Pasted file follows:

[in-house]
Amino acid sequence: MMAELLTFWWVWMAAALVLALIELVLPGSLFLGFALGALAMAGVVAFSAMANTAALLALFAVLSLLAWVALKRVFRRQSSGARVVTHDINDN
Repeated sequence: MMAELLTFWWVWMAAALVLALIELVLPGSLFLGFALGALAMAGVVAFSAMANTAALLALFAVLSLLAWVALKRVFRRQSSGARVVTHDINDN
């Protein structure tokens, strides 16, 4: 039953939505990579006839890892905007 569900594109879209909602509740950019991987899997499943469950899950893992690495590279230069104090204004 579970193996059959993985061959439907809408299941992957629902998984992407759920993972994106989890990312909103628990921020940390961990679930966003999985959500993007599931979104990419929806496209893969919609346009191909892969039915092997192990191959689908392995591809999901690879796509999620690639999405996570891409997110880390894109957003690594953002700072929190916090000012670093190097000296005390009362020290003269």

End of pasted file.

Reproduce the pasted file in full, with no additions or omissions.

[in-house]
Amino acid sequence: MMAELLTFWWVWMAAALVLALIELVLPGSLFLGFALGALAMAGVVAFSAMANTAALLALFAVLSLLAWVALKRVFRRQSSGARVVTHDINDN
Repeated sequence: MMAELLTFWWVWMAAALVLALIELVLPGSLFLGFALGALAMAGVVAFSAMANTAALLALFAVLSLLAWVALKRVFRRQSSGARVVTHDINDN
């Protein structure tokens, strides 16, 4: 039953939505990579006839890892905007 569900594109879209909602509740950019991987899997499943469950899950893992690495590279230069104090204004 579970193996059959993985061959439907809408299941992957629902998984992407759920993972994106989890990312909103628990921020940390961990679930966003999985959500993007599931979104990419929806496209893969919609346009191909892969039915092997192990191959689908392995591809999901690879796509999620690639999405996570891409997110880390894109957003690594953002700072929190916090000012670093190097000296005390009362020290003269």